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Cleveland Mayor Justin Bibb aims to find West Side Market operator while pushing short-term improvements

West Side Market in Cleveland's Ohio City neighborhood
Nick Castele
Ideastream Public Media
Customers walk through the West Side Market. Mayor Justin Bibb is proposing a suite of changes aimed at attracting and retaining vendors.

Cleveland Mayor Justin Bibb still intends to find a nonprofit operator for the West Side Market while proposing short-term improvements now, his senior strategist on the market said Monday.

City Council on Monday night approved a suite of changes at the historic Ohio City market proposed by the mayor to attract and retain vendors. The new mayor is asking Cleveland City Council to allow alcohol sales at the market, cap vendor rent increases to 3% per year and allow for longer-term leases.

Senior strategist Jessica Trivisonno told a council committee that the administration is still aiming to find a nonprofit to run the market. But, she said, that could take a couple of years to accomplish.

“We are highly aware that it’s going to take some time to get another operator up to speed and get, kind of, our house in order to turn over our operations of the West Side Market,” she said.

The West Side Market runs an annual budget of about $1.7 million, but required a subsidy of $493,000 from the city general fund in order to cover costs last year. This year, Bibb is budgeting a general fund subsidy to the market of about $720,000.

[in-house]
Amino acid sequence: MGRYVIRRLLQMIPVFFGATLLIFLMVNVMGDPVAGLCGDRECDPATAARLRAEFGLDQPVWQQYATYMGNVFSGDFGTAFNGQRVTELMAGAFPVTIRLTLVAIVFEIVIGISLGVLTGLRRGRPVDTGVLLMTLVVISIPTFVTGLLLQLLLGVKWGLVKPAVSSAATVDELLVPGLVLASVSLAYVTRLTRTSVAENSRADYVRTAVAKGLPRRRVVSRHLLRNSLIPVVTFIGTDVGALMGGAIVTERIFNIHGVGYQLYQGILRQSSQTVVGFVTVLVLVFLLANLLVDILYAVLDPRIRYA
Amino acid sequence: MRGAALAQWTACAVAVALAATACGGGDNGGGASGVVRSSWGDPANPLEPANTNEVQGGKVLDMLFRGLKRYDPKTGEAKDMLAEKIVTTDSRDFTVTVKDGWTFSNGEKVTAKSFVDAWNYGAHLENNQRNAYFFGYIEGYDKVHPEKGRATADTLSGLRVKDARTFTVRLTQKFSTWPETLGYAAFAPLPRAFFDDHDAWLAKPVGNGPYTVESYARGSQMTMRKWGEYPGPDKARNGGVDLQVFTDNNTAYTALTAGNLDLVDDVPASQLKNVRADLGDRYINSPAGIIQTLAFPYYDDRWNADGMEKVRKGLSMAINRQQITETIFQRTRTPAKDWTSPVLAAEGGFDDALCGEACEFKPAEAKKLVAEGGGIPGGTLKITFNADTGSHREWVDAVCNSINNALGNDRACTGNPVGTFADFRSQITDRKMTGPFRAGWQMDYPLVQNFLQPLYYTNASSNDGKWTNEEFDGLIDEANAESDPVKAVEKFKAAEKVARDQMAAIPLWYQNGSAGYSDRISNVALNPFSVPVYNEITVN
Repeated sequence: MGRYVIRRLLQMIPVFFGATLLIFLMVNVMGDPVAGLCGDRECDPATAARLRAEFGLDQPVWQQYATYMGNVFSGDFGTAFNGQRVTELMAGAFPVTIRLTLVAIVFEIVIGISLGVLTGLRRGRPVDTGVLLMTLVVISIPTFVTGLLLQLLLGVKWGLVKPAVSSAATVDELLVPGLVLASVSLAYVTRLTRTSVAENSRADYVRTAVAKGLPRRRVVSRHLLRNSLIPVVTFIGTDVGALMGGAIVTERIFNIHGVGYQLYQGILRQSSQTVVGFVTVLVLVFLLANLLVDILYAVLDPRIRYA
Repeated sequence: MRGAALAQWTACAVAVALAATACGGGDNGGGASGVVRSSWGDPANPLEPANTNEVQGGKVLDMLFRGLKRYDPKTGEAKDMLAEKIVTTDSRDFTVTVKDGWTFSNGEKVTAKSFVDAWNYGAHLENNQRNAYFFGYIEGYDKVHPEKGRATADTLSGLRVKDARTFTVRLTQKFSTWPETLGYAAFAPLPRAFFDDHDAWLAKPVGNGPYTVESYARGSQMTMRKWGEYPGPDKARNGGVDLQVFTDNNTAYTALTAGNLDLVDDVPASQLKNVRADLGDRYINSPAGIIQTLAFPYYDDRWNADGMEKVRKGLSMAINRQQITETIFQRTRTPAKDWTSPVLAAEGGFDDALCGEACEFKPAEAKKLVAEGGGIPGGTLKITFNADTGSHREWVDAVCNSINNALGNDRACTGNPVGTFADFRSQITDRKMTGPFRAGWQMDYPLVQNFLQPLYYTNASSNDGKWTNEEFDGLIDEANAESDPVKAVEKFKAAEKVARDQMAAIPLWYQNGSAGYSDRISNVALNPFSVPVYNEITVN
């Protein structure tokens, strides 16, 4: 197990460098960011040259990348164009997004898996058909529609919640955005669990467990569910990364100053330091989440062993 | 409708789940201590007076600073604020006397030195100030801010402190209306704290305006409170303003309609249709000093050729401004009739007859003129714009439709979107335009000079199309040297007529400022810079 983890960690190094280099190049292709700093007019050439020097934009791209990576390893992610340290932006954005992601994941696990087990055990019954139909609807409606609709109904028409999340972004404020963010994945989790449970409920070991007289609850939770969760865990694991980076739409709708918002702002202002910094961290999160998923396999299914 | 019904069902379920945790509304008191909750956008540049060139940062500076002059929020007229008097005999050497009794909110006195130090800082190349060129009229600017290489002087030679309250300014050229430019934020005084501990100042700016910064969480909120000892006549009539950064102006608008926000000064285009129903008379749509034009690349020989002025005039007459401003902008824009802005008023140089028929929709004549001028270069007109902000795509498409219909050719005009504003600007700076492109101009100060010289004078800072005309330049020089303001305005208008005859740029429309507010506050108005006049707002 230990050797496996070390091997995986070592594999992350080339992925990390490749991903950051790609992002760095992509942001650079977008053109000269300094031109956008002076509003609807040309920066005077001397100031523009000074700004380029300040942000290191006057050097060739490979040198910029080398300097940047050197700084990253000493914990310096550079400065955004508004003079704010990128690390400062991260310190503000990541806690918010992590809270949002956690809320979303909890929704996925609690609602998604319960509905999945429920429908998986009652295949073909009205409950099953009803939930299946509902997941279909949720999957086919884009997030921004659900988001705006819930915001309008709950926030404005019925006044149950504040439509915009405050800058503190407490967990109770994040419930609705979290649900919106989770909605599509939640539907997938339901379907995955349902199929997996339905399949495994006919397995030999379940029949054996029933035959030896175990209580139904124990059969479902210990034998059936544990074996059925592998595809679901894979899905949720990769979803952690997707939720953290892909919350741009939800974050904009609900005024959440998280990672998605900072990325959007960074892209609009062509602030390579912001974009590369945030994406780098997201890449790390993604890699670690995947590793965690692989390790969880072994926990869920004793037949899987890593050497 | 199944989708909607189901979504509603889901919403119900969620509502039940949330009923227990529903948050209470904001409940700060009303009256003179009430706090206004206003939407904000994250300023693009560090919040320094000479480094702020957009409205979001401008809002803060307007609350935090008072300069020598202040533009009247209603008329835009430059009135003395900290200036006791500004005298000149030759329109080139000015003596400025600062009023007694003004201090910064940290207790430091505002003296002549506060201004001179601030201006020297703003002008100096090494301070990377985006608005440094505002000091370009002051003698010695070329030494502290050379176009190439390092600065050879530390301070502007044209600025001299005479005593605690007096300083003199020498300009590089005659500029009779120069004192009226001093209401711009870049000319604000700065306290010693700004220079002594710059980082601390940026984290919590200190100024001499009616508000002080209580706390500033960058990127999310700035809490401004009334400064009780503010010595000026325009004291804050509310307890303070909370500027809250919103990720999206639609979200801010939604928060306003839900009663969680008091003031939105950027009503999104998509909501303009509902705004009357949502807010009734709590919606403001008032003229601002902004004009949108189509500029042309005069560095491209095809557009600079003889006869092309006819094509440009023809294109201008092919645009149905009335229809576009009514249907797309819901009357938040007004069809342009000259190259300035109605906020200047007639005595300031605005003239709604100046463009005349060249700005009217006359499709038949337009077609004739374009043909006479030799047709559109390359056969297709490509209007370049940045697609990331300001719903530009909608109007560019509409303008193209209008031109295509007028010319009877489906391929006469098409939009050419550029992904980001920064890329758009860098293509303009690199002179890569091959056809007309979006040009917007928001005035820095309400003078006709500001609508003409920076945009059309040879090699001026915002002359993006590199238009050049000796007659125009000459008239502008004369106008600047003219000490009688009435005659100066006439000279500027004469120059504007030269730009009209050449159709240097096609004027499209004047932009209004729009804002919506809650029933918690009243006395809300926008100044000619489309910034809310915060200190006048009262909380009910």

The new mayor’s goal is to transition to a new operator by the end of 2024. In the meantime, Trivisonno said she would recommend policies to “stabilize” the market. The overall vacancy rate at the market stands at 32 percent, including vacancies in the produce arcade, she said.

Vendors have not had leases with the city since 2020 and would face steep rent hikes without the proposed legislative changes, Trivisonno said. In addition to capping rent increases, the legislation would set vendor rents this year at 2020 levels.

Ward 8 Councilman Michael Polensek asked for quarterly reports from the administration on their progress at the market.

Although the legislation opens the door to alcohol sales at the market, the city still needs to iron out liquor license details, Trivisonno said. One possibility is for the operator of the market to hold the license and use it as a revenue source, she said.

“To the, maybe, disappointment of a lot of fans of the West Side Market, I don’t think we’re going to have liquor in the West Side Market any time soon,” she said. “I think there’s a lot of details that we’d have to work out before we start bringing liquor into the market.”

The legislation allows short-term leases for pop-up events and food trucks, while also permitting leases of up to three years. Currently, leases are for one year. Ward 3 Councilman Kerry McCormack, in whose ward the market sits, said the certainty conveyed by longer leases could help vendors secure bank loans for their businesses.

“There is a sense of optimism in the market that I haven’t felt in a long time,” McCormack said.

Nick Castele is a senior reporter covering politics and government for Ideastream Public Media.